Misunderstandings between founders turned into resentment turned into break-ups and failed startups: this is a very common pattern. However not many dare or know how to tackle the problem early enough. 

During a mentoring session with only one co-founder, I asked a random question which made me understand how difficult it was for him to feel heard and respected in his team. I helped him realize that his opinions mattered for the future of his project, shared with him some practical tools to open a safe conversation in his team… and encouraged him to own his voice. 

Governance can seem like a big fancy word, to be considered when the start up hits a later stage, has a formal board etc. 

In my hard-earned experience, it comes down to decision-making, founder’s alignment and trust… aka essential building blocks to face the inevitable daily struggles as a team.

05. Access to financing remains a tough challenge for women-led startups. Is it easier in Sustainability?

Women-led startups are overlooked and underfinanced, in spite of dozens of initiatives, challenges, grants and media campaigns on the topic all around the world. The staggering low numbers are consistent from the US to Europe unfortunately.

Sustainability adds an extra layer to the challenges for all founders, as too many VCs and Angel investors tend to:

  • copy-paste their expectations and patterns of what a fundable start-up should be, what fundable founders should look like

  • not be familiar with (or be allergic to) hybrid financing structures (public/private, complex partnerships, Bottom of Pyramid structures), which are common in social entrepreneurship

  • overfactor technology in the impact and value creation, which is not always the case in sustainability

When it comes to women:

  • they are still too often seen as too focused on impact and care, and not as legitimate startup founders, running a mission-driven business,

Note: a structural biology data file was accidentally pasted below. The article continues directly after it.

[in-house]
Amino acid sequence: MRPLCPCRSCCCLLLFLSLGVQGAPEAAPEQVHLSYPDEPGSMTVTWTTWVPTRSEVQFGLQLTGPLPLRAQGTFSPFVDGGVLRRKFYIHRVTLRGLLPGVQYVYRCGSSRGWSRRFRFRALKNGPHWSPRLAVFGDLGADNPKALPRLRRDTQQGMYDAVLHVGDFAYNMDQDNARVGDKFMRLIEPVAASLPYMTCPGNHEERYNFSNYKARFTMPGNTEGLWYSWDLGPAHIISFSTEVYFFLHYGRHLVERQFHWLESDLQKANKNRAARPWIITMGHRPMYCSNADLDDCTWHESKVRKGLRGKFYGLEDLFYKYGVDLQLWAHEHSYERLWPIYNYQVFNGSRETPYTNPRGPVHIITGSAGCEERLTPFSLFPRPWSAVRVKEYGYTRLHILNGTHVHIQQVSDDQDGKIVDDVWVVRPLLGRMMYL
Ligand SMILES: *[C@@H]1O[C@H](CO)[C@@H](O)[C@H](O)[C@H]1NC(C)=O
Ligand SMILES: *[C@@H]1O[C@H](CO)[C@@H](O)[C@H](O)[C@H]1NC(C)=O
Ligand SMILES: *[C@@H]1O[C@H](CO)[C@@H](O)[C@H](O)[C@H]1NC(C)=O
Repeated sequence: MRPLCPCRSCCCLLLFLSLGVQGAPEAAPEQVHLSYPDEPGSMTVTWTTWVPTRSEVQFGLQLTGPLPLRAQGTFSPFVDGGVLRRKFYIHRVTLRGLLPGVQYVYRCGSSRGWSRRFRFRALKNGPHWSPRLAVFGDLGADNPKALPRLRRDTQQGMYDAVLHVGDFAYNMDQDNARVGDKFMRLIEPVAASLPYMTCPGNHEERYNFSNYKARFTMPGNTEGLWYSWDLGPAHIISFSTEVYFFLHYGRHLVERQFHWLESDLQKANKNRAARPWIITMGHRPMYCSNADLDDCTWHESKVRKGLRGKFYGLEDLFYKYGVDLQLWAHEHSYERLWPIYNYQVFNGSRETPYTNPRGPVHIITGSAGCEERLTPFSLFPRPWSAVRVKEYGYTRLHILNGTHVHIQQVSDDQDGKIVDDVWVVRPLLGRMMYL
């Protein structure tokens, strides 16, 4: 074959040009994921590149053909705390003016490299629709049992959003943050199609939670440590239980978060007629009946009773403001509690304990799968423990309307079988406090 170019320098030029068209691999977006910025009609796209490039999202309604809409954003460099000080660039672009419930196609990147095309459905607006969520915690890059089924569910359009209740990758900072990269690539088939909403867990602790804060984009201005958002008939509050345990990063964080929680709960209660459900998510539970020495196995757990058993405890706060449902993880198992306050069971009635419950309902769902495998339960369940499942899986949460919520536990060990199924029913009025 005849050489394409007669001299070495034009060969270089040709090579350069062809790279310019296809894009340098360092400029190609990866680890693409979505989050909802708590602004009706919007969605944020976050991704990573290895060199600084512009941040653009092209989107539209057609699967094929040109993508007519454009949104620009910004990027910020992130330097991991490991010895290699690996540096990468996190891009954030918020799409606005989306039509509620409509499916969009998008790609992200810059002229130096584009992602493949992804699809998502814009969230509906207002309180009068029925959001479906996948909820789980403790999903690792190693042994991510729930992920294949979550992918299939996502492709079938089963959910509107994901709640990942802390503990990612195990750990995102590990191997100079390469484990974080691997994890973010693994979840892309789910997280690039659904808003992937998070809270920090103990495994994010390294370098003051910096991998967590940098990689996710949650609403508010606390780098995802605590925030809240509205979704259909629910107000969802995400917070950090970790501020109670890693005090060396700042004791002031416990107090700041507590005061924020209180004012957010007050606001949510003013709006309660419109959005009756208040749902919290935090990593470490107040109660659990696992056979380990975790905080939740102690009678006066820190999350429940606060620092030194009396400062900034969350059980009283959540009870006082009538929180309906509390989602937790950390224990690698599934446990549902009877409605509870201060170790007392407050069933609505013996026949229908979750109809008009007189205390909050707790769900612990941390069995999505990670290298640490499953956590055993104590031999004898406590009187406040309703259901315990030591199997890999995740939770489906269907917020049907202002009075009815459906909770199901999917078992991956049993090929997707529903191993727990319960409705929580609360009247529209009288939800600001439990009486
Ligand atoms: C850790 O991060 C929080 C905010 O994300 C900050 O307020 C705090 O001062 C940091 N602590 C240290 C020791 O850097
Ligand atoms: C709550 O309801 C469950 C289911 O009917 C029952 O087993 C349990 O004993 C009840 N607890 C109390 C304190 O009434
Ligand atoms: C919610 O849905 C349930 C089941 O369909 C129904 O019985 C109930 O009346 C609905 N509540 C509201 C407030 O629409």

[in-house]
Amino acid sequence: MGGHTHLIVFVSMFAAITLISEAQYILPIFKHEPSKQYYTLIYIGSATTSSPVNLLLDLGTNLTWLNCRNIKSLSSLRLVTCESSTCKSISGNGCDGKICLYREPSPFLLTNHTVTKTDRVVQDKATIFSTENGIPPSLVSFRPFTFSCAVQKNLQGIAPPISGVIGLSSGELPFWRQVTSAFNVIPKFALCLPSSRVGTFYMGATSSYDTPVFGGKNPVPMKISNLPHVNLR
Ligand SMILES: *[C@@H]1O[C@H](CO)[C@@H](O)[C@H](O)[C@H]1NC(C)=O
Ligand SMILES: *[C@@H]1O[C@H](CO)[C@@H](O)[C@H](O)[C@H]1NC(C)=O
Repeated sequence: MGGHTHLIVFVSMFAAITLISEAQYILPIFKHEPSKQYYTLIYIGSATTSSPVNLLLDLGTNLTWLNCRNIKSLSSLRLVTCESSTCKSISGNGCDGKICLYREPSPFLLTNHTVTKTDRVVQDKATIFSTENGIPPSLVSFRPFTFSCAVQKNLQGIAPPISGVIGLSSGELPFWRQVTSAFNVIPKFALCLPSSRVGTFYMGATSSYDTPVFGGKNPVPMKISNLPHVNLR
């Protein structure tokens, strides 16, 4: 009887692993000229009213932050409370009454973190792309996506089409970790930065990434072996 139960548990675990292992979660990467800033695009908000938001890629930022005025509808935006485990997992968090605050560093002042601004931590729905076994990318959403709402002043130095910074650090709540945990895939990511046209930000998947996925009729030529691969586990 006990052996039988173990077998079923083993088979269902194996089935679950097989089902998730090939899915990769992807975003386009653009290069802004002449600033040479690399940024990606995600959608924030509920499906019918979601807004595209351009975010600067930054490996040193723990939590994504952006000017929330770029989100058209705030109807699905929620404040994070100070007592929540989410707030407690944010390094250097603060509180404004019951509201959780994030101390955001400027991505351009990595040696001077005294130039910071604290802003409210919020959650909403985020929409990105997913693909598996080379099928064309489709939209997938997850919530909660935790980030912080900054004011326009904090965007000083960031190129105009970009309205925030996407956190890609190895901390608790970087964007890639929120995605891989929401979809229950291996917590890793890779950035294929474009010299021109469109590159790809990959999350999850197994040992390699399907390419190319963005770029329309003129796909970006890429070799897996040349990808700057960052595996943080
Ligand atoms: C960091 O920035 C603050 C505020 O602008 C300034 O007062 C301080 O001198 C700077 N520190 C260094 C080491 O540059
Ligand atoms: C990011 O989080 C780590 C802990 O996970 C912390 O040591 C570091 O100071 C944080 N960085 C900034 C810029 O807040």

• their grounded ambition to actually build a solid solution for a big social/environmental problem is too often mistaken with a lack of vision,

  • when VCs / angels have limited experience in Sustainability, their risk perception is even increased. Therefore their biases and pattern-matching to SaaS start-up archetypes come in full force against women…

I hope more Angel investors and VCs alike take the time to educate themselves on the specific challenges and ethos required to grow a mission-driven business (not merely a tech company which happens to work on climate or biodiversity). And also consider with more curiosity that Sustainability startups cannot only be SaaS marketplaces: hardware products, BtoG solutions need adapted financing and support too.

And I also hope more people interested in Sustainability at large, with very diverse business backgrounds and values, start angel investing, to diversify the pool of early backers for women-led startups. And therefore provide them the means to grow as fast as their project requires, not as slowly as their bank account allows them to.